The three most commons mistakes beginners tend to make as seen by coaches are the following:
1. Head position (any stroke). Your body has to adjust to however you position your head. If your head is too high, your legs go down causing more drag and resulting in "swimming uphill". The position of your head will determine the balance of your body in the water. Swimming unbalanced will not result in fast swimming. Streamlining is not just about positioning your arms above your head and squeezing your ears, it is about swimming streamlined, meaning you keep your head inline with your body.
2. Breathing. Exhaling is just as important as inhaling. A common mistake for beginners is that they will not completely exhale underwater prior to lifting/turning their head for a breath. This slows down the whole process and causes drastic changes in body position. To properly breathe, swimmers should exhale completely underwater (mostly through their nose) and inhale when turning their head slightly.
3. Short choppy strokes. Beginners often just try to move their arms as fast as possible. To get the greatest distance and speed it is necessary to get a full extension of each arm stroke. The deeper your hand is during the power phase of your stroke the better (the water deeper down is more still, think of pulling on a ladder as opposed to an escalator.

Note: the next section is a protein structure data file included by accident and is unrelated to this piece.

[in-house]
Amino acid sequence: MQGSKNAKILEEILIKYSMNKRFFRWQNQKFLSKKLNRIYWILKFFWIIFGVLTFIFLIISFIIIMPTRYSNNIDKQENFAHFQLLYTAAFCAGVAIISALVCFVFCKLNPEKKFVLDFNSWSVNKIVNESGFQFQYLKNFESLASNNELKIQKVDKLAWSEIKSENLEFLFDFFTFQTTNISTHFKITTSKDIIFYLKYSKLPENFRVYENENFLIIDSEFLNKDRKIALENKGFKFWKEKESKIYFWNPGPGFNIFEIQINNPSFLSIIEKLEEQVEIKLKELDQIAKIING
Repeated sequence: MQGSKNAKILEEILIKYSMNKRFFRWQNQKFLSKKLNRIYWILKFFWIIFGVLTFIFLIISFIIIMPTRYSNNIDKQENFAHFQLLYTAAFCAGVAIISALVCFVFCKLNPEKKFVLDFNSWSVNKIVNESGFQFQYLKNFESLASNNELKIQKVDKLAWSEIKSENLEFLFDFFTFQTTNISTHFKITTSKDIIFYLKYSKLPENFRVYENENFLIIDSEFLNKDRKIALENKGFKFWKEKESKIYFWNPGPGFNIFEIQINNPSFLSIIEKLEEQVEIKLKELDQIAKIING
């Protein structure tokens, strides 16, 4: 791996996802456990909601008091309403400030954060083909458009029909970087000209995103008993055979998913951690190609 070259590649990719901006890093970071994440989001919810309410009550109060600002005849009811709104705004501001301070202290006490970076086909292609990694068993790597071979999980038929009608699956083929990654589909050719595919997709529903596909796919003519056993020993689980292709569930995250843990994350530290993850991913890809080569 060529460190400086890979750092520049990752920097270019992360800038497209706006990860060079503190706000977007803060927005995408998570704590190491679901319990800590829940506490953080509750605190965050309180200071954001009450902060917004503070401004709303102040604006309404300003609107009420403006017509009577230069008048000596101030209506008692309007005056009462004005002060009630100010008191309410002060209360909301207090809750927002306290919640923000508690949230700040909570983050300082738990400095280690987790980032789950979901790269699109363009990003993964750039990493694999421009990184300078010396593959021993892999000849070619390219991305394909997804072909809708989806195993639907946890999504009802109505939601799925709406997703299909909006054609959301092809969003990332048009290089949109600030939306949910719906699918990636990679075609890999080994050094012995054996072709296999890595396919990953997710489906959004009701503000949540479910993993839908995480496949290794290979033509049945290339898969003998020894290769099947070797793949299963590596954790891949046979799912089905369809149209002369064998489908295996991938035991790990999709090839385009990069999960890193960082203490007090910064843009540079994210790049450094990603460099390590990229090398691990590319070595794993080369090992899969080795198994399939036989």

The following is a list of tips on how to improve in swimming.
If any of the tips don't make sense, don't worry or stress. Learning to swim is best accomplished by a combination of the technique being instructed and then tried and/or demonstrated.
No matter what the stroke, work on the 4Hs. Try to get your Hands, Head, Hips, and Heels on the surface.
Have your swim buddy or coach demonstrate a stroke. Try to emulate (copy) what they are doing.
Focus on good technique and practice habits and you will be heavily rewarded. Work on your technique first and try to keep good technique throughout your practice/workout. It is better and more important to focus and establish good technique over just trying to go fast.
Like good table manners when eating, what you practice is what you will do in public (ie., meets).
Set personal, meaningful and purposeful goals. For example, when setting a personal goal time, try to set other smaller goals which will help increase your chances to achieve your larger goals. For example, the number of practices you plan to make, number of laps being able to complete during a practice, a particular stroke or flip turn technique, etc.
What you learn about yourself in swimming concerning how you commit, practice, relate, improve, compete and perform is growth and understanding which helps develop your entire self and can make you a stronger and happier person.
Don’t forget to include a proper diet, hydration (drinking water) and plenty of sleep/rest with your workouts and meets.
Proper etiquette is to not get out of the pool until everyone in your heat completes the race.
Learn to dive on a start, instead of jumping in. You can quickly improve your times by seconds.
Avoid touching or temporarily hanging on the lane ropes.